Third is the thickness of the cylinder wall. This is a particularly important issue when it comes to the head gasket area in an open deck design. From the brief conversations I have had with Subaru staff it was made clear that no special attention was paid to potential stress from high output in the design process of the EJ25 DOHC engine. In contrast, the design of the EJ20G Turbo motor saw every area of design was gone over in the “WRX-RA” series engines with a mind to 400hp output. This is the most important point that one needs to know when assessing the 2.5 motor.
Just where are the limits? I was left with the impression they are lower, rather than higher than one would assume from the rally heritage of the turbo EJ series Subaru boxer engines. What else can I say? I was sitting there having this conversation about the RS 2.5 engine and feel it should be made public. It does not mean one can not supercharge or turbocharge the 1998 EJ25 engine to a nice 250hp. It just means that SPD Tuning Service is not going to develop a kit for this purpose, as I will also very seldom bet on less than a pair jacks when playing five card poker. The odds are not in my favor. Especially with the typical urge, myself included, to turn up the boost.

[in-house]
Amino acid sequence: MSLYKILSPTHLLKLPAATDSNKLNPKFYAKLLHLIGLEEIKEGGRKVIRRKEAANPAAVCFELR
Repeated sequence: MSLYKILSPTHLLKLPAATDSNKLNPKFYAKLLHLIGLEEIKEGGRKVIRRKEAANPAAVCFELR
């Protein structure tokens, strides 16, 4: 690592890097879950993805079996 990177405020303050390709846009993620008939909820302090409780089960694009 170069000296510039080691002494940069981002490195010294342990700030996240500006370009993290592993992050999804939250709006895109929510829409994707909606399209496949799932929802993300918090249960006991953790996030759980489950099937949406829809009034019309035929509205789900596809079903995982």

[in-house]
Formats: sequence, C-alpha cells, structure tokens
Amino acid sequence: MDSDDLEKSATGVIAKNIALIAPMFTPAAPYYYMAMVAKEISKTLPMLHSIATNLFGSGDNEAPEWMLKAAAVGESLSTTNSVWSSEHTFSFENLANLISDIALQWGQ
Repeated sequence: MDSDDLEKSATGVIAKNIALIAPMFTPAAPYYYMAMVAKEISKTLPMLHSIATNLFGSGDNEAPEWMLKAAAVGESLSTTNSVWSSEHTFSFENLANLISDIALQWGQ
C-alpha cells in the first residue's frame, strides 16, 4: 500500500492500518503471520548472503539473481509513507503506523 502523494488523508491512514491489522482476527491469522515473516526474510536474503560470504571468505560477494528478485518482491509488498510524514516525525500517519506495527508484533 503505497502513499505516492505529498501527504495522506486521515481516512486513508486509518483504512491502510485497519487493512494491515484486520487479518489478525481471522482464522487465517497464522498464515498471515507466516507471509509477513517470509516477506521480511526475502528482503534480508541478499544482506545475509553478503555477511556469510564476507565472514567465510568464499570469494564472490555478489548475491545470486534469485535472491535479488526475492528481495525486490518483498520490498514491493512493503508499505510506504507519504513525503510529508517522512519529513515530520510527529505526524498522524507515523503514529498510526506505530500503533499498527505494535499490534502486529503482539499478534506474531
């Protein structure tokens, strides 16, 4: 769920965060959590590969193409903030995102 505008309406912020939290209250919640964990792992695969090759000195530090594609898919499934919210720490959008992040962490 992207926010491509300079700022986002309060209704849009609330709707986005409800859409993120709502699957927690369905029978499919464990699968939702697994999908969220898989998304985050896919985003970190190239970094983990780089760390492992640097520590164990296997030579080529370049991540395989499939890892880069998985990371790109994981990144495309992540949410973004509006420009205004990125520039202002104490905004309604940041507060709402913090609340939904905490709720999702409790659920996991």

In the same conversation, I was told that 1999 2.5 SOHC engine has addressed the bottom end concerns. Of the two engines the DOHC 98RS and SOHC 99RS, I was told the SOHC engine is a much stronger engine. In driving the SOHC engine, it does seem to be a smoother, tighter engine on the top end, indicative of a stronger case, among other changes. The new 1999 EJ25 however, along with a 1.8 and a 2.0 version, is a family of “lean-burn” combustion chamber/engine management engines. I do not know how the this aspect will play into the high pressures and temperatures of turbocharging, nor if the valve and seat material is up to the higher local temperatures seen in turbo motors. So again, spending the big money and developing a reliable turbo setup remains an open issue for me.